Shining a light on the history of Lansing
|By Allan I. Ross|
Local group raising funds for permanent museum that will tell the city's story
Lansing is the history hub for all things Michigan, from the R.E. Olds Transportation Museum, which focuses on the rise of the automobile, to the Michigan Historical Museum, which covers the rise of pretty much everything else in the state. Well, maybe not everything —like, for example, the city of Lansing.
“Lansing suffers from the same thing a lot of capital cities suffer from —it’s focused on the state’s history and ignores its own,” said Jesse Lasorda, one of the trustees of the Greater Lansing Historical Society. “Most folks assume that the local museums have lots of stuff from Lansing, but they don’t. They have 83 counties to cover.”
Without getting into a philosophical conversation about epistemology and how a flashlight can’t illuminate itself, let’s just say that the Historical Society thinks Lansing residents have been left in the dark about their history for the last 150 years. You don’t have to look hard to find what a 19th century lumberjack from Alpena wore at logging camp, but a Sexton High School band major in the 1960s? Good luck. So the group has devoted itself to telling those stories (and showing those band uniforms), raising funds for what it hopes will be a permanent Lansing Historical Museum within the next two years. This Saturday, the group holds its second annual silent auction, with all proceeds going toward the proposed museum.
“When people think about Michigan history, they think about cars and they think about Motown,” said HSGL President Valerie Marvin. “But they’re not thinking about people having lives. What about all those people going to church, going to school, going bowling at Frandor with their friends? What are their stories?”
Marvin says that the Historical Society was founded in the 1940s, but a physical location always somehow eluded the group. She joined about four years ago and was part of the new blood that got serious about establishing a permanent museum. This led to the group’s first silent auction last year, which was held at the Comerica Building downtown. Marvin said the group raised over $10,000, which they’ve been using to lease space in the Creyts Building, 831 N. Washington Ave.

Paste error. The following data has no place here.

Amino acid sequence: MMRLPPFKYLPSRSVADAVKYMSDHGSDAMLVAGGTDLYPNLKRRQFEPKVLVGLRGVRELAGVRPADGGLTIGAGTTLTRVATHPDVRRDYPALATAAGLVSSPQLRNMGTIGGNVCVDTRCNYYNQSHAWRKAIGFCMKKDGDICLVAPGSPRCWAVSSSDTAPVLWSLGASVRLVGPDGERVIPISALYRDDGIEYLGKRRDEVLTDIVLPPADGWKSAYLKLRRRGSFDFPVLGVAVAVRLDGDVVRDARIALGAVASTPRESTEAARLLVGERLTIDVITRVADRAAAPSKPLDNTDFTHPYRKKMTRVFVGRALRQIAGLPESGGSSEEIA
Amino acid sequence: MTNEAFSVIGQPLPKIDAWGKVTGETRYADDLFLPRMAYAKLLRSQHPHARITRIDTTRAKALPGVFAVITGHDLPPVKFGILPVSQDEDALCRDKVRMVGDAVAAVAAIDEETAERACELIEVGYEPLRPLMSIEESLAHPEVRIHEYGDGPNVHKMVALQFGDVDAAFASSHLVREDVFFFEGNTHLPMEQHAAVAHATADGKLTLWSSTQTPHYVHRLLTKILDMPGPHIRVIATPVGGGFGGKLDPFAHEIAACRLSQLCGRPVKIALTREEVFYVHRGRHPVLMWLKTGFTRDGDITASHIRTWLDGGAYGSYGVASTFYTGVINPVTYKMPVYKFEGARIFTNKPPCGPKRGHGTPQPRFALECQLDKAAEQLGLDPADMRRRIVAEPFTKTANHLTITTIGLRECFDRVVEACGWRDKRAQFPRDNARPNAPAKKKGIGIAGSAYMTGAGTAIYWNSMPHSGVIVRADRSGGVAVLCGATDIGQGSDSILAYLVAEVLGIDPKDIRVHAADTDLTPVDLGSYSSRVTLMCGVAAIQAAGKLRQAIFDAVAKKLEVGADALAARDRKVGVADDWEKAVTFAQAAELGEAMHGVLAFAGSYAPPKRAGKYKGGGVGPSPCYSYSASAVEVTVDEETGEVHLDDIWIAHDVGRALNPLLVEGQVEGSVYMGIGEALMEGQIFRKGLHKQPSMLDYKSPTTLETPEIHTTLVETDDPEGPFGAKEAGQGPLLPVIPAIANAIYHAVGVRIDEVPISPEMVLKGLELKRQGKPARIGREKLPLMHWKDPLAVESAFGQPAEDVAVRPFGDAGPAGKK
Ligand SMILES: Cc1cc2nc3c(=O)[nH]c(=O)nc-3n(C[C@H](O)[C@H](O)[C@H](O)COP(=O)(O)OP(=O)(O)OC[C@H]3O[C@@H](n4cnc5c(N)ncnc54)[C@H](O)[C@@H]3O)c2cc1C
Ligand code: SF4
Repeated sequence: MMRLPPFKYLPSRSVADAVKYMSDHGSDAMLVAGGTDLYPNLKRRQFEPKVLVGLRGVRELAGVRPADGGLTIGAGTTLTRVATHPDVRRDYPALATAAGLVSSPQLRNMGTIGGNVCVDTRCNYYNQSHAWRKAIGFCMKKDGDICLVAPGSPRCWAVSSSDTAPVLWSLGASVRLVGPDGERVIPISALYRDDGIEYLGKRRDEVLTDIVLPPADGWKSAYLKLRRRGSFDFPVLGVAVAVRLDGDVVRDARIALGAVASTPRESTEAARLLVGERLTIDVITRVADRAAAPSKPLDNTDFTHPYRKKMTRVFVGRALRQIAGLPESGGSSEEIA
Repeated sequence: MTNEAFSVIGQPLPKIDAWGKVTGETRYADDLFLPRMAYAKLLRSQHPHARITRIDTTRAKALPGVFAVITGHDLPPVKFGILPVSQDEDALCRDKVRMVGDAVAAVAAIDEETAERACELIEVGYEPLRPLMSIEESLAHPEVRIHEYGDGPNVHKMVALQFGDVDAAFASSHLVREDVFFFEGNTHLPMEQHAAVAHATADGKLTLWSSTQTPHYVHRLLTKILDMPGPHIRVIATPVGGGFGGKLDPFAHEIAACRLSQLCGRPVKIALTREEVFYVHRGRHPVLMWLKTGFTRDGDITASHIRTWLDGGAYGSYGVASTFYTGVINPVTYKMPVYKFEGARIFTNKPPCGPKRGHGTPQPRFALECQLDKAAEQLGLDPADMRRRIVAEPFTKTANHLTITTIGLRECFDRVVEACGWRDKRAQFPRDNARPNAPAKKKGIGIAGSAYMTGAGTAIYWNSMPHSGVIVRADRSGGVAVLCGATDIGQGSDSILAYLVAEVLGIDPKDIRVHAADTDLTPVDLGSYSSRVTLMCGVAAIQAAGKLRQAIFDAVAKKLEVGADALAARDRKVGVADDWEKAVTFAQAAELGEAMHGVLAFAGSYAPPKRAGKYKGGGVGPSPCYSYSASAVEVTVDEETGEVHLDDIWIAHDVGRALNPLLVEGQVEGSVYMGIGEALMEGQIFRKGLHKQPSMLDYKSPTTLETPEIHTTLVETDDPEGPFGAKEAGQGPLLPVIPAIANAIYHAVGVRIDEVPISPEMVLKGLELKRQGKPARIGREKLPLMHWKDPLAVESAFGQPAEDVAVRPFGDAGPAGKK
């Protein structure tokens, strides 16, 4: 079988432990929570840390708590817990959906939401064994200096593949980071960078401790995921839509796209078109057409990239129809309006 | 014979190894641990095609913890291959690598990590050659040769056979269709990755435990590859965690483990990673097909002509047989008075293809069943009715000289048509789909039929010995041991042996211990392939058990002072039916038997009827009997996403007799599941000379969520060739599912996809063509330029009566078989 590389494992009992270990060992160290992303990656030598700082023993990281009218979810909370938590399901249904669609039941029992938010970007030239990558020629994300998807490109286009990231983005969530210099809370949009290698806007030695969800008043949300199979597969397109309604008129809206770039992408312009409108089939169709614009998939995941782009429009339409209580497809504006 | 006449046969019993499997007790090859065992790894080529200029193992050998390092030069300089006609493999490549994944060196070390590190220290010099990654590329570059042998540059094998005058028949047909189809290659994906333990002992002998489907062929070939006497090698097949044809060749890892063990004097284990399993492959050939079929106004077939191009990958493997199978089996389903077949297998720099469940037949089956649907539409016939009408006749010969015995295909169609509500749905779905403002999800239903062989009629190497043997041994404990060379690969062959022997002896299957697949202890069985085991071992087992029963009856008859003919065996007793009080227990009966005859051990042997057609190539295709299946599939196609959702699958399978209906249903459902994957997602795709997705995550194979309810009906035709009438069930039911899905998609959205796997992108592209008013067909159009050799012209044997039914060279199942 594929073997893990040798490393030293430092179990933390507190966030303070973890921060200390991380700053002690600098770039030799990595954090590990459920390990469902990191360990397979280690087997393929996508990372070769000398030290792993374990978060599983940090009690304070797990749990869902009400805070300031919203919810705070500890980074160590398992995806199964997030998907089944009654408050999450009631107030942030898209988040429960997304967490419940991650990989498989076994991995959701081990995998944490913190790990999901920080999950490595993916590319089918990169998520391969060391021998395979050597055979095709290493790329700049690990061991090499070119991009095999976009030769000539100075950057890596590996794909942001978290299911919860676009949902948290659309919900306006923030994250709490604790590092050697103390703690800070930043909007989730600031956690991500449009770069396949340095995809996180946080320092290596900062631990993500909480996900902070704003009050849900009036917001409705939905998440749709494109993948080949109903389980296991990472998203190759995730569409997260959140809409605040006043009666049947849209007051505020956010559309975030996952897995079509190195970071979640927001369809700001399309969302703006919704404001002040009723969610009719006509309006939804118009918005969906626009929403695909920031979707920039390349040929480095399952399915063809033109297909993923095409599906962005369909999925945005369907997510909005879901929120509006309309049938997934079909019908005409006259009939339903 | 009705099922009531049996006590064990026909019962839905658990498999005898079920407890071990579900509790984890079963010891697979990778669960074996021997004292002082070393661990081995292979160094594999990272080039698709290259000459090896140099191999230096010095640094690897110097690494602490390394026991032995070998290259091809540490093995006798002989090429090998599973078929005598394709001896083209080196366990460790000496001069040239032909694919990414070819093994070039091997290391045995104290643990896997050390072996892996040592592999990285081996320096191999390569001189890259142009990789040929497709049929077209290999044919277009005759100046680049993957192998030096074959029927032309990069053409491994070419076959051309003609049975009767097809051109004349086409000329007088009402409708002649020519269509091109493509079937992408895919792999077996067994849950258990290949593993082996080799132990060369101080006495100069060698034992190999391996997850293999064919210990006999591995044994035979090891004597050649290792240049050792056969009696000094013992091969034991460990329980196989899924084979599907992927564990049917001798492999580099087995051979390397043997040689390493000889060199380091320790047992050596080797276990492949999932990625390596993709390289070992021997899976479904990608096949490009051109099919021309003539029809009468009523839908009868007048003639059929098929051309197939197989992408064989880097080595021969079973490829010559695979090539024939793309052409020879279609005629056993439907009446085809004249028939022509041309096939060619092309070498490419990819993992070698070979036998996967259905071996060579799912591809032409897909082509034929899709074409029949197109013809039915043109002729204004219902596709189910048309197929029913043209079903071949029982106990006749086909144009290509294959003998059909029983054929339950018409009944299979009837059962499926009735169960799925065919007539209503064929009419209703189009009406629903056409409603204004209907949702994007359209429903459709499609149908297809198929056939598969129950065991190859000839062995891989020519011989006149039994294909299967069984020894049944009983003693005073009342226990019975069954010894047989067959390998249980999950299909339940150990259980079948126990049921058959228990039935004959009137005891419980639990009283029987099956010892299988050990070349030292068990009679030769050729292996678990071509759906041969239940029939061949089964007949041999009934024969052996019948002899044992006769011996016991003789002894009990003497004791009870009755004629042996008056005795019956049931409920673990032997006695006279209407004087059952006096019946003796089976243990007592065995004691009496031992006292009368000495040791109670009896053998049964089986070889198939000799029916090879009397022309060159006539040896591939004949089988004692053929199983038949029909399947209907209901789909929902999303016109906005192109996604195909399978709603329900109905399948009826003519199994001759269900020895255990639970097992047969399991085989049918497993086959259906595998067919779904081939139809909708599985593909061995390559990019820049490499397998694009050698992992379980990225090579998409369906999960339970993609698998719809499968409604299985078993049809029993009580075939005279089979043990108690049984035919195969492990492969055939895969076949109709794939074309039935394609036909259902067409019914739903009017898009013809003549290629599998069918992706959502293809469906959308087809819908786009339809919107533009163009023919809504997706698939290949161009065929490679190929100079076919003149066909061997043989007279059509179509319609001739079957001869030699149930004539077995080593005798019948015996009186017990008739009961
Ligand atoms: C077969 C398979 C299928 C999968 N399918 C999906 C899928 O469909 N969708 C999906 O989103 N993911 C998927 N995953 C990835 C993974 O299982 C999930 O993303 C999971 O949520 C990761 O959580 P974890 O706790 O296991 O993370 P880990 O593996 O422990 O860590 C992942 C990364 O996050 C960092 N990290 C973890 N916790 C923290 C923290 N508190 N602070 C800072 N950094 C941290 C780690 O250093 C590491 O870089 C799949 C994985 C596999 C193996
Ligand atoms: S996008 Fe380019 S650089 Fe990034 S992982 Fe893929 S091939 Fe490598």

“We’re looking to make progress,” she said. “Not just put money in the bank.”
Some of the auction’s more interesting items include a group trip to the top of the Capitol dome (usually roped off from the public) and a behind-the-scenes tour of the museum’s archives underneath Spartan Stadium. There will also be authentic pieces of history up for sale, including a genuine Main Street sign (taken down when it was renamed Malcolm X Street in 2010) and original photographs of locations around town, including a classic shot of the Mustang Bar in what is now Old Town.
Fittingly, the event will be held in a high profile piece of Lansing history — the former Michigan Theater, which opened in 1921 as the Strand Theater, named after the legendary theater of the same name in New York. Today it’s the Atrium Office Building, home to a chiropractic office and a travel agency, among other businesses, but Marvin says it’s one of those hidden-in-plain-sight gems that make history so much fun.
“According to the legend, the man who built the Strand, Col. Walter Butterfield, had the likenesses of his daughters added to the building’s facade,” Marvin said. “I read that one of the granddaughters confirmed it several years ago, but she couldn’t say who was who. Most people walk by those likenesses every day and don’t even think that those were based on real people, if they even notice them at all.”
So, after nearly 80 years, what’s it like to be facing the era of a real, honest-to-goodness Lansing history museum?
“It’s beyond exciting — that would be the understatement of the year,” said Lasorda. “I preach the gospel of this museum everywhere I go. Never before has there been an effort like this.”
Lasorda focuses his interest on the genealogical aspect of history as opposed to the artifacts. After all, it is all about the people.
“No disrespect to the R.E. Oldses and Magic Johnsons of the world, but the story of Lansing isn’t about the rich and the famous,” said Lasorda. “It’s about the auto worker, the bus driver, the mailman. What was their life like? That is what’s important for this organization and for this society.”
Historical Society of Greater Lansing Silent Auction